There’s pure magic in rolling over the Bay Bridge for the very first time with 3200 miles behind you on a bright September morning. With the waters below all gem-flecked , redolent of warm salt and promise and the fabled city ahead gleaming like Oz , it’s easy to feel that all hearts must open and all wines flow.
It’s quite another matter to drop off the 5 into the San Fernando Valley in search of a place called Chatsworth. There I was in the early autumn of 1976, having driven from Phippsburg , Maine, looking for Lurline Avenue and the nascent animation studios of Zany Eminators rumored to have set up shop up in one of many Industrial Parks scattered among the cul-de-sacs, mini-malls and even a wee bit of widely scattered horse pasture that made up The Valley.
When I thought of “The Valley” prior to that morning, I pictured – as I’m sure many of you do – Miss Barbara Stanwyck standing on her ranch house porch, cradling a shotgun and gazing wistfully off toward the distant, lavender mountains. Turns out that’s a different Valley entirely and this one, later to become world famous for its unique breed of Girl, had it’s own bizarre charm as the obvious location for such 70’s TV staples as Adam 12 and CHIPS. Nobody told me the place was the epicenter of porn production in the US and, whereas I might very well have run across John Holmes or Marilyn Chambers or Harry Reems, the only celebrity I encountered that fall was Lorne Greene, standing beside me at the 7-11 on De Soto. There were no sidewalks, only road shoulder and parking lots, in one of which I actually heard a fellow say that the surf was up, man, and he was heading to Malibu. This made a deeper impression than rubbing elbows with Lorne Greene.
The Eminators had converted some 4000 square feet of industrial garage into a sort of multi-level, multi-function loft jungle of plywood and 2 x 4’s. There was a kitchen area, common space with plywood dining table, a small room that housed the two- storey, home-made multi-plane camera, and the flop-house sleeping area above for the transients like myself passing through. Although I painted my share of cells, it soon became apparent that my true calling was chief cook and bottle washer, transforming the daily gleanings from the dumpsters behind Ralph’s into some pretty high class dinners for the eight to twelve misfits in residence. I was a vegetarian at the time with a limited repertoire - mostly quiche, artichokes (pilfered from the freeway fields ) with Hollandaise sauce and spaghetti – but the crowds, in their youthful lack of refinement, raved. And lots of “Toby’s Cheesecake Deluxe”, a favorite of the Zanies, who provided the recipe I use to this day.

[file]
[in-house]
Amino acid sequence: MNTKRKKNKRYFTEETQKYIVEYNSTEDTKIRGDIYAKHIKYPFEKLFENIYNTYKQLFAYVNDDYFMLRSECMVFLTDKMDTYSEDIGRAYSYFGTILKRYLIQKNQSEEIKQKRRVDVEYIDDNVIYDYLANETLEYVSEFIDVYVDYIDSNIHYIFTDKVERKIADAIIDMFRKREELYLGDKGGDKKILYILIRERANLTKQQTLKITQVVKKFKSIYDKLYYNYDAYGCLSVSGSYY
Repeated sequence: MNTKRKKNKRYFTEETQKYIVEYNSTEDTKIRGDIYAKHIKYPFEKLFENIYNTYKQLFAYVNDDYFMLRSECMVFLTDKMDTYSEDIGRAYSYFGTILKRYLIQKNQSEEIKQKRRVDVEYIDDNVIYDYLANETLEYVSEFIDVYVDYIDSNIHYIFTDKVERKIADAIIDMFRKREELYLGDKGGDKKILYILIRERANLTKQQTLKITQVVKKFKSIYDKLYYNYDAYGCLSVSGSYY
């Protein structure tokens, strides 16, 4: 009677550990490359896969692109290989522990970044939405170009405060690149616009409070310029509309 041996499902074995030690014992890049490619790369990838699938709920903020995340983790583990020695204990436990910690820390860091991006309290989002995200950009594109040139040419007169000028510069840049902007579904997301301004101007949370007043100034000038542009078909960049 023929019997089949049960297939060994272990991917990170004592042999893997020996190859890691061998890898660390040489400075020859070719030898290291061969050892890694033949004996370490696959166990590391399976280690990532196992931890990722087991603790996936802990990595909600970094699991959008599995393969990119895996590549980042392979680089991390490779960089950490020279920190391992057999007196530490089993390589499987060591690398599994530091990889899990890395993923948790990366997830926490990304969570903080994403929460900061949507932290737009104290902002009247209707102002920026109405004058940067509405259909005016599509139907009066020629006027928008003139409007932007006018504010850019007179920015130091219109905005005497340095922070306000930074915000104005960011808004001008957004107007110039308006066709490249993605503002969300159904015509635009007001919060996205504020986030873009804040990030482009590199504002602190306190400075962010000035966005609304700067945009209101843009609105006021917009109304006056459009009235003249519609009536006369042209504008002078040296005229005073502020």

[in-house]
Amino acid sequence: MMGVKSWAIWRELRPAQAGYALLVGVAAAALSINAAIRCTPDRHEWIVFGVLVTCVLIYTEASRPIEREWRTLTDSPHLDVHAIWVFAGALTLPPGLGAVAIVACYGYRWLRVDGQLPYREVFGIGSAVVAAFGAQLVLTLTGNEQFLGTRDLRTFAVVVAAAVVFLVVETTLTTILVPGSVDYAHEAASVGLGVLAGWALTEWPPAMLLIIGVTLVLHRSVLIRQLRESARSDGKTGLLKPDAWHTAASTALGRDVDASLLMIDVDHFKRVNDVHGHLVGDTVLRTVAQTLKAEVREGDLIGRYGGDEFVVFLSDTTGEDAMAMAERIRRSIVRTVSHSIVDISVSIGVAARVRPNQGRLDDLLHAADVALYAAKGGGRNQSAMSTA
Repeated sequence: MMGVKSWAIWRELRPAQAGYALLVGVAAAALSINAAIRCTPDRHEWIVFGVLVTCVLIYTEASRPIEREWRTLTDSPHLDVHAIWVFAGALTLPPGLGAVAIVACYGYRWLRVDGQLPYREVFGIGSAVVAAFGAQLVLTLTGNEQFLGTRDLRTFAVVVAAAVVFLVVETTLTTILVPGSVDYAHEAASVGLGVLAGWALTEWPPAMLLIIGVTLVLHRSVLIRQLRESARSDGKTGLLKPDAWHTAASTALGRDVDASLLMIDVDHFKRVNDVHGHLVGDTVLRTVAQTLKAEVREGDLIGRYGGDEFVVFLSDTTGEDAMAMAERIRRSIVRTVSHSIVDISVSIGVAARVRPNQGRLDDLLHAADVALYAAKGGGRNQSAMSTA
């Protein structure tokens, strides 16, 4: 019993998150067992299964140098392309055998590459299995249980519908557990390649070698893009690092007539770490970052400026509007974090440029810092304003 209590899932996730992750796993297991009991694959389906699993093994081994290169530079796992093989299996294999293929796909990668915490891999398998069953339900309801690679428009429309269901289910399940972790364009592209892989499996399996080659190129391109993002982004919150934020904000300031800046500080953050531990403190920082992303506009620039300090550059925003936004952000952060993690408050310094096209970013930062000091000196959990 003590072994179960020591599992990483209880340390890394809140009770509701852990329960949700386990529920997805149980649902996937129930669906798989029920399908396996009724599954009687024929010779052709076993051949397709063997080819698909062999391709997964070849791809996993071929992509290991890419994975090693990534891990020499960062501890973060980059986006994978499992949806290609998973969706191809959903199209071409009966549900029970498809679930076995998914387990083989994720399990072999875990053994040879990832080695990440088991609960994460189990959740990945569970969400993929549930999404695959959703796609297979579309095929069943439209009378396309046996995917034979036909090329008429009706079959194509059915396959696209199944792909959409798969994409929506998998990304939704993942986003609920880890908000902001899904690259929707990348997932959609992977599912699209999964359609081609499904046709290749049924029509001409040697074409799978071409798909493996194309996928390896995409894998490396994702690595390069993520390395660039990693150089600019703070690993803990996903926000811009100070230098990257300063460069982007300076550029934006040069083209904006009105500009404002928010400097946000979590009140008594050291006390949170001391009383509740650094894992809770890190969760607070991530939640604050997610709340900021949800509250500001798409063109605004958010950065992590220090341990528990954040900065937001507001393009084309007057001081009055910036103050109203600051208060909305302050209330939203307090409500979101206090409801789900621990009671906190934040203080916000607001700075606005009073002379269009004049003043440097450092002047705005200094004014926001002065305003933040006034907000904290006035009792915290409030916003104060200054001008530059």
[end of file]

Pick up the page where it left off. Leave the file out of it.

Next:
Funds soon became tight and, after pouring over the classifieds and wasting an afternoon at a sales seminar for vinyl windows, I quickly realized I was no more employable as the new, California me than I had been as the old, Back East me. Serendipity arrived in the form of a man who came to the door looking for “the artists” as, I guess, we’d become known in the Industrial Park. He wanted someone to draw “Rapidograph style” renderings of photo-finishes from Hollywood Park. These would be etched into Lucite paper-weights and given to the winning jockeys. Twice a week he would arrive with photos and pick up my terrible, terrible drawings. The thought that these Lucite chunks probably still exist is vaguely unsettling. Some of us took jobs with the outfit three doors down that stretched and framed bogus, Korean “oil paintings” of New England covered bridges and such. I ran bits of molding through a band-saw for weeks until the owners absconded in the dead of night.
By Thanksgiving I noticed Angelinos wearing scarves and pre-Uggs and those ubiquitous, drab parkas popular at the time with the ratty, fake fur around the hood. Winter wardrobe for Winter’s sake, it seemed to me. The Industrial Park was deserted by Tuesday morning and strangely foreboding winds picked up, inundating the acres of pavement with vast herds of tumbleweeds. By late afternoon there was heavy smoke in the air and as dusk settled an angry, orange glow backlit the hilltops surrounding the Valley. Neighborhoods were being evacuated. We turned on the radio; no one mentioned Lurline Avenue. I stood in the dark on the roof and watched the fires blaze all around and toward us, the ring tightening. Tiny, flickering lights on the distant ridge tops would converge and, eventually, a bit of the flame in that area would diminish, only to rise again with the same puff of wind I’d just felt on my face. I didn’t sleep that night but stayed on the roof trying to imagine a route out through the burning ring of fire. It rained black ash for a week.
By Christmas the jig was up. A veritable army of State and City inspectors showed up, alerted by the dome on the roof and the prevalent gossip about a bunch of artist kids living in an industrial garage in Chatsworth. Hefty bribes would have done the trick, had any of us recognized that this was what they were after. Had any of us had the funds for hefty bribes. The Zanies folded their tents and headed north to start over in the more benign climes of the Bay Area . I flew home for the holidays without ever having seen downtown LA, Santa Monica, Hollywood, Venice Beach or MacArthur Park, where someone left the cake out in the rain….